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I could feel the small streams of muddy waters touching my shoe bitten area as I walked. I looked up at the orange sky and suddenly felt a kind of peace, probably because the place was getting lit up by the sun. I saw an old man transporting fresh wet hay on the way. I chased him and asked him on whether I could get a lift. The old man agreed and I loaded my luggage on to the bullock cart. The old man could hardly breathe due to excessive smoking of BD (tobacco roles), yet had to work since his children were studying in college. He proudly said “my daughter passed her earlier semester with second class marks ”. I appreciated him for the job he has done in raising his daughters and agreed that it was a tough job to raise a child. He was delighted to hear my words. We reached the bus stop in about an hour and offered him rupees 100 as a token of gratitude and he refused to accept it.

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People gazed at the well-dressed drenched woman who arrived in a bullock cart. I managed to charge my phone from an electrical portal available until the bus arrived. The conductor refused to give me a helping hand since me and my luggage were drenched in muddy rain water. I managed to pull them in myself. It continued to drizzle and I felt a chill through my spine. I saw the window curtains dripping and floating in the air as the bus moved gained its speed. The wind and the warmth of my body combined helped my clothes to dry faster.

India_bus_travel_DharamsalaOn the way I called my mother to check on what she was doing. She told me that she was about to start from our house to go for a retreat. I told her that I was on my way home and I buttered the warden and managed to sneak out. I also told her everything that I had to face on the way. Hearing this I could sense a feeling of fear and happiness in her voice. She said that she was going to speak to the warden in person to ask her on why she let me out without prior permission. She also told that she was going to prepare something special for me when I get back home. She also asked me to let her know about when I would reach the bus station in order to pick me up.

Hearing these, the old lady sitting behind smiled and asked “kutty engotta, ammaye kanan a alle”- meaning “where are you going to? Are you going to see your mother?”  At that moment I knew that I found a good travel companion. We started a good conversation about our families and it went on till I reached my hometown. She waved her hand saying goodbye. I felt as though a big burden just got dropped off my shoulders when I saw my mother. I dropped my entire luggage and hugged her and we went home.

Mom Me & Our Secret Hide Out


I am sure that not many children were fortunate enough to spend quality time with their parents in their childhood like I did. I believe that childhood mould’s a child’s character and hence parental bonding at childhood is vital.

In the earlier days when I was young, there used to be an area of rugged terrain in Cochin where grass of about a feet or two high. To me it was the ideal concept of heaven. It was in a place called Kalamasherry on the way to a Medical College. There also used to be a huge wet land completely abandoned by the city mob nearby. We called it our secret place. Both I and my mother enjoyed spending time with each other in this very special place not known to many.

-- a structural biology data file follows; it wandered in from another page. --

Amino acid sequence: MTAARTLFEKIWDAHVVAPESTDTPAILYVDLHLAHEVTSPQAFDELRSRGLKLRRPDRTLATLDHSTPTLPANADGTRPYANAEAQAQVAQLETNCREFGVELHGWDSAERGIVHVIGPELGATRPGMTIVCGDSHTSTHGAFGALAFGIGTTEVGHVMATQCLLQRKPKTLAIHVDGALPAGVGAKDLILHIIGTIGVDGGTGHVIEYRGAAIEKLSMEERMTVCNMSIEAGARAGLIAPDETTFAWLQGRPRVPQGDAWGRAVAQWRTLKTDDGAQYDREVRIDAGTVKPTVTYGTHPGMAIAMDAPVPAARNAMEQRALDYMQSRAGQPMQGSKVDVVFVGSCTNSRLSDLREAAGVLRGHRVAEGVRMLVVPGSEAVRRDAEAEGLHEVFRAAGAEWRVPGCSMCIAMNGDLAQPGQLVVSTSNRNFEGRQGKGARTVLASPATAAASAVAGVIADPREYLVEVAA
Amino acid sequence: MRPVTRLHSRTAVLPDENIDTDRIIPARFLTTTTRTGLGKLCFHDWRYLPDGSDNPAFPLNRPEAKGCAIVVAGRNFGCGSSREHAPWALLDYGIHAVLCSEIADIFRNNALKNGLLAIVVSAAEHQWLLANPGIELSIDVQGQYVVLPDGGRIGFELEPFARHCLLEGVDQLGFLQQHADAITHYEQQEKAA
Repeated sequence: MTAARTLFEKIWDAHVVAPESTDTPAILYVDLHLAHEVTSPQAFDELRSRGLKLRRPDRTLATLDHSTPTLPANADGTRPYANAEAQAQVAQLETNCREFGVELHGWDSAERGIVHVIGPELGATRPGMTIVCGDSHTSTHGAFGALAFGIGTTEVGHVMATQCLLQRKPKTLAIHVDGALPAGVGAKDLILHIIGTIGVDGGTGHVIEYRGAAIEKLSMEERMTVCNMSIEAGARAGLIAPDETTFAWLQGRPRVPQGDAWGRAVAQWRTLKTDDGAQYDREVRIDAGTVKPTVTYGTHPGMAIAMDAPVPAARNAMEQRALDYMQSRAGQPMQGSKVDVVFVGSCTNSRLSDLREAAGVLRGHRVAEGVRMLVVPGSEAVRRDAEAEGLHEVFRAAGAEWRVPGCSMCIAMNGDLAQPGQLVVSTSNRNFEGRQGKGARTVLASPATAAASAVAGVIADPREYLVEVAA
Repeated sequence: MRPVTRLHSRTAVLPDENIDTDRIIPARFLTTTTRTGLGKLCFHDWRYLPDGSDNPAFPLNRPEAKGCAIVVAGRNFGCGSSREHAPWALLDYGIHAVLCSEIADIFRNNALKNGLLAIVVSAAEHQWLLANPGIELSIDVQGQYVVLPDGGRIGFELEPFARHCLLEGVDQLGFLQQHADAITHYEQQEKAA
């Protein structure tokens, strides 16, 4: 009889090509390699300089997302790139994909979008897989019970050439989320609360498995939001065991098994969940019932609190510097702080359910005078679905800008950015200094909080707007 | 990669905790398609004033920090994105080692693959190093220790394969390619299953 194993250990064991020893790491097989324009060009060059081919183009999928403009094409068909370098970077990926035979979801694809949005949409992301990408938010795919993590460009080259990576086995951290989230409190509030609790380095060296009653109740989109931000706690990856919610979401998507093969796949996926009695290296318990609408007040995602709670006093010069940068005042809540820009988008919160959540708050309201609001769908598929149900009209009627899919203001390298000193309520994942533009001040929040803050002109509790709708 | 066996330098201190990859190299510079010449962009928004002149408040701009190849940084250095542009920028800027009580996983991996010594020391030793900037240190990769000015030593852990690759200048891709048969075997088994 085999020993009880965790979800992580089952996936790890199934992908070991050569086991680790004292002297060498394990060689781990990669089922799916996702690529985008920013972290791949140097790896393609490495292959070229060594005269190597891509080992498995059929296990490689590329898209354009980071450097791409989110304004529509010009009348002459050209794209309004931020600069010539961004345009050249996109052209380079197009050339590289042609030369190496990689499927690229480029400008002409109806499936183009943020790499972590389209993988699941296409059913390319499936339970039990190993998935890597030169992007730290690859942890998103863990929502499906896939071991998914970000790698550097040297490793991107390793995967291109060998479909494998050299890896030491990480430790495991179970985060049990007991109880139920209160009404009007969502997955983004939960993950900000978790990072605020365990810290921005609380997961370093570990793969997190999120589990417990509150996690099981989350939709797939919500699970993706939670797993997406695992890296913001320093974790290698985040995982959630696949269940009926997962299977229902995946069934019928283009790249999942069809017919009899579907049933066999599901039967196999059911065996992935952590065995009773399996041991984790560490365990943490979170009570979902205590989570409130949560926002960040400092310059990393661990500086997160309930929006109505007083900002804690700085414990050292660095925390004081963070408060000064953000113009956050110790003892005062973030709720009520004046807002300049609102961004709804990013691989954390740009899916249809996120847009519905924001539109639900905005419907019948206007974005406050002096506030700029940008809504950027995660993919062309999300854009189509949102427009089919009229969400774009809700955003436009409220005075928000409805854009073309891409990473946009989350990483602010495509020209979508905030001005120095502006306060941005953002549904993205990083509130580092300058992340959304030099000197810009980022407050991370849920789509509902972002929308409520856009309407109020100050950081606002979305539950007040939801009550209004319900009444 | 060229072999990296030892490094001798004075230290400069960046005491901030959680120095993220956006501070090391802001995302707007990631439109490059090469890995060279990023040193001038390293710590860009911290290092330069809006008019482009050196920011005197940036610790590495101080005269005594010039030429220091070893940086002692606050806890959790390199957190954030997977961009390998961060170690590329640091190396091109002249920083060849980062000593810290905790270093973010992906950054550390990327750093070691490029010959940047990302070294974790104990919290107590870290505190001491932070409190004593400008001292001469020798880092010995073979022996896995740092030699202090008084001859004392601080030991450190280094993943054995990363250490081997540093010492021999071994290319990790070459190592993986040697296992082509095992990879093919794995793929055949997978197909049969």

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I was brought up in India till I was 7 and both me and my mother ensured that we made a visit to our secret place at least once in a week. I believed that I could see till the end of the world from up there. I would be indulged in picking flowers, chasing birds, butterflies, grasshoppers and pappus while my mom would be totally involved in reading books as always.

med_sunset_kylesavethewetlandsBy sun set we could see a group of tribal women and children carrying water in their clay pots, sticks on their heads and children on their backs. Basically they were rag pickers who lived in a colony in the down hills and hence my mother used to be extra cautious while they were around since they were excellent in kidnapping kids. They were dressed in old tribal clothes, mostly worn and torn ones and also wore different looking cheap metal ornaments on their ankles hands neck and waist. The wetland mentioned earlier was a source of fresh water for drinking and irrigation for these tribal people.

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Though I was just a kid then, I used to have a strong psychological bond towards that particular place and believed that heaven had kept something special hidden for me there.  I could neither see nor touch it and yet I was supposed to find that something special there. Though it created emptiness, this feeling encouraged me to keep going to my little heaven each time I visited India.

In 2000, a few years after my family migrating to the UAE, “The Government of Kerala” established “The Cochin Medical College” and the culmination of which resulted in the relinquishment of the grass land, trees and shrubs for construction. A land once I called my heaven became something totally alien to me.

More than a decade later (since I left to Dubai), I spent a year in India to prepare for my Med School Entrance. I ensured that I made it to the Gym regularly and sometimes then I used to sneak out early and drive all the way to my heaven alone to watch the sun set without a license ;). Though there was nothing left there, I used to stand far away and watch the coulee laborers invading my heaven and constructing a new building. And in 2008 I heard that my heaven is going to be the new IT hub of Kerala just like Infosys in Trivandrum

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                                                              (The Tribal Children Looked Similar to the child above)

I felt like sharing something very special of my own with the rest of the world and there was nothing that I could do about it. I could neither protest nor campaign against it. I always wanted to be a mother like mine to my children and I always imagined taking them to my little heaven like my mother did, but now they are never going to see or know how it really looked and felt from up there.

There is a story behind every small piece of land that we see and stand on and I am sure that none will never see or know in real about how much that place meant to me.

                                                                                                                                                                                       

(The Tribal women wore jewelry similar to the ones that the woman in the picture above wears)

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A Village trip from College that reminded me of my secret heaven -(Me & My  friend Jostin)